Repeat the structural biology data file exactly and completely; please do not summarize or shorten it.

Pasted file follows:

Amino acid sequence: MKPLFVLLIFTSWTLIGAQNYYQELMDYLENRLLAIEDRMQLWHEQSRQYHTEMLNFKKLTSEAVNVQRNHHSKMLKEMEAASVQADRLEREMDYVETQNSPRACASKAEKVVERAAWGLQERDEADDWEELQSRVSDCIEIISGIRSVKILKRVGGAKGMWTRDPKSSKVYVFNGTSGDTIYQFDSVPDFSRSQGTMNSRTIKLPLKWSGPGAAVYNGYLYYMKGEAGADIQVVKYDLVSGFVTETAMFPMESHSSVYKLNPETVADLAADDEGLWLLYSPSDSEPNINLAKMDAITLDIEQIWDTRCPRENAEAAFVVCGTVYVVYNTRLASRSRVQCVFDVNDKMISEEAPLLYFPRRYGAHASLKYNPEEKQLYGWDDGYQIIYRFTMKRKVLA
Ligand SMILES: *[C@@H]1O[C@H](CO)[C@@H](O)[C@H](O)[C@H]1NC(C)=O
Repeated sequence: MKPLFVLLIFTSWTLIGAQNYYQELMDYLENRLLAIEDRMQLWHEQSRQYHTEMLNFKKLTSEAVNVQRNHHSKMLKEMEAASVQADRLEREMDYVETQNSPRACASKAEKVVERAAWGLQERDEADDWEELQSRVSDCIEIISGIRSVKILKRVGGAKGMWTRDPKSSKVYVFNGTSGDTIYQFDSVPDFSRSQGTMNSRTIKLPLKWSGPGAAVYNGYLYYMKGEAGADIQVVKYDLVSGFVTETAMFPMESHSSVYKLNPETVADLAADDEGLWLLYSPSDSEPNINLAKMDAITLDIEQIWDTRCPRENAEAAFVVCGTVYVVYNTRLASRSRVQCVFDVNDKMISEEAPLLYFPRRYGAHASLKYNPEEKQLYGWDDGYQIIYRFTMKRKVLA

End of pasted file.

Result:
Amino acid sequence: MKPLFVLLIFTSWTLIGAQNYYQELMDYLENRLLAIEDRMQLWHEQSRQYHTEMLNFKKLTSEAVNVQRNHHSKMLKEMEAASVQADRLEREMDYVETQNSPRACASKAEKVVERAAWGLQERDEADDWEELQSRVSDCIEIISGIRSVKILKRVGGAKGMWTRDPKSSKVYVFNGTSGDTIYQFDSVPDFSRSQGTMNSRTIKLPLKWSGPGAAVYNGYLYYMKGEAGADIQVVKYDLVSGFVTETAMFPMESHSSVYKLNPETVADLAADDEGLWLLYSPSDSEPNINLAKMDAITLDIEQIWDTRCPRENAEAAFVVCGTVYVVYNTRLASRSRVQCVFDVNDKMISEEAPLLYFPRRYGAHASLKYNPEEKQLYGWDDGYQIIYRFTMKRKVLA
Ligand SMILES: *[C@@H]1O[C@H](CO)[C@@H](O)[C@H](O)[C@H]1NC(C)=O
Repeated sequence: MKPLFVLLIFTSWTLIGAQNYYQELMDYLENRLLAIEDRMQLWHEQSRQYHTEMLNFKKLTSEAVNVQRNHHSKMLKEMEAASVQADRLEREMDYVETQNSPRACASKAEKVVERAAWGLQERDEADDWEELQSRVSDCIEIISGIRSVKILKRVGGAKGMWTRDPKSSKVYVFNGTSGDTIYQFDSVPDFSRSQGTMNSRTIKLPLKWSGPGAAVYNGYLYYMKGEAGADIQVVKYDLVSGFVTETAMFPMESHSSVYKLNPETVADLAADDEGLWLLYSPSDSEPNINLAKMDAITLDIEQIWDTRCPRENAEAAFVVCGTVYVVYNTRLASRSRVQCVFDVNDKMISEEAPLLYFPRRYGAHASLKYNPEEKQLYGWDDGYQIIYRFTMKRKVLA